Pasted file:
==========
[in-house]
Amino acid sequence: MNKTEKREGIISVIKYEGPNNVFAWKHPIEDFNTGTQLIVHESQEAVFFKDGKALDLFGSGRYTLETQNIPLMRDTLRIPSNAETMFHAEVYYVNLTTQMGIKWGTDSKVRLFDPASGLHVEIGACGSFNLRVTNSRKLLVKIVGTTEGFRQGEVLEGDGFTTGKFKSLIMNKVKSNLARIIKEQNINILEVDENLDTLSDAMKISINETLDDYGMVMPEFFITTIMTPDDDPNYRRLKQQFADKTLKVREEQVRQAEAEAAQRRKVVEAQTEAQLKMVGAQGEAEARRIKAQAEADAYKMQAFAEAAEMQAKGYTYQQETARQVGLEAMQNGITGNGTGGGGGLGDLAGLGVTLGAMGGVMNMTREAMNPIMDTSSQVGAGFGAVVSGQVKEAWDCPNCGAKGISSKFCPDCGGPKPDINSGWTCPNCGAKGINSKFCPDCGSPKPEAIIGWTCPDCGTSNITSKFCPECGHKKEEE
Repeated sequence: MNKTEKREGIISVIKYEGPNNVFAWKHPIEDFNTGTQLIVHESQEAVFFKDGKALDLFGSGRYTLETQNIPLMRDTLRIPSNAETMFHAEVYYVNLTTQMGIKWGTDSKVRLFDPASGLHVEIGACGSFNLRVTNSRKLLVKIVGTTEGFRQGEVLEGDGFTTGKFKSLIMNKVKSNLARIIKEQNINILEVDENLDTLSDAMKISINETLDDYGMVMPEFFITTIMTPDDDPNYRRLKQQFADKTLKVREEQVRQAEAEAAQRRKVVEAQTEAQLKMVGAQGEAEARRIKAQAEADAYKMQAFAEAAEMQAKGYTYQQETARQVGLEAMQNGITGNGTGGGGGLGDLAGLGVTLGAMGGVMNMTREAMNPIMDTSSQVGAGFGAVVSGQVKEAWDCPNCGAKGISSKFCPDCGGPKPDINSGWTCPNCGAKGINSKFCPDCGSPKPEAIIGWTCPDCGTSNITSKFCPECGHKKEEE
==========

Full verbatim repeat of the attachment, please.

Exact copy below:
[in-house]
Amino acid sequence: MNKTEKREGIISVIKYEGPNNVFAWKHPIEDFNTGTQLIVHESQEAVFFKDGKALDLFGSGRYTLETQNIPLMRDTLRIPSNAETMFHAEVYYVNLTTQMGIKWGTDSKVRLFDPASGLHVEIGACGSFNLRVTNSRKLLVKIVGTTEGFRQGEVLEGDGFTTGKFKSLIMNKVKSNLARIIKEQNINILEVDENLDTLSDAMKISINETLDDYGMVMPEFFITTIMTPDDDPNYRRLKQQFADKTLKVREEQVRQAEAEAAQRRKVVEAQTEAQLKMVGAQGEAEARRIKAQAEADAYKMQAFAEAAEMQAKGYTYQQETARQVGLEAMQNGITGNGTGGGGGLGDLAGLGVTLGAMGGVMNMTREAMNPIMDTSSQVGAGFGAVVSGQVKEAWDCPNCGAKGISSKFCPDCGGPKPDINSGWTCPNCGAKGINSKFCPDCGSPKPEAIIGWTCPDCGTSNITSKFCPECGHKKEEE
Repeated sequence: MNKTEKREGIISVIKYEGPNNVFAWKHPIEDFNTGTQLIVHESQEAVFFKDGKALDLFGSGRYTLETQNIPLMRDTLRIPSNAETMFHAEVYYVNLTTQMGIKWGTDSKVRLFDPASGLHVEIGACGSFNLRVTNSRKLLVKIVGTTEGFRQGEVLEGDGFTTGKFKSLIMNKVKSNLARIIKEQNINILEVDENLDTLSDAMKISINETLDDYGMVMPEFFITTIMTPDDDPNYRRLKQQFADKTLKVREEQVRQAEAEAAQRRKVVEAQTEAQLKMVGAQGEAEARRIKAQAEADAYKMQAFAEAAEMQAKGYTYQQETARQVGLEAMQNGITGNGTGGGGGLGDLAGLGVTLGAMGGVMNMTREAMNPIMDTSSQVGAGFGAVVSGQVKEAWDCPNCGAKGISSKFCPDCGGPKPDINSGWTCPNCGAKGINSKFCPDCGSPKPEAIIGWTCPDCGTSNITSKFCPECGHKKEEE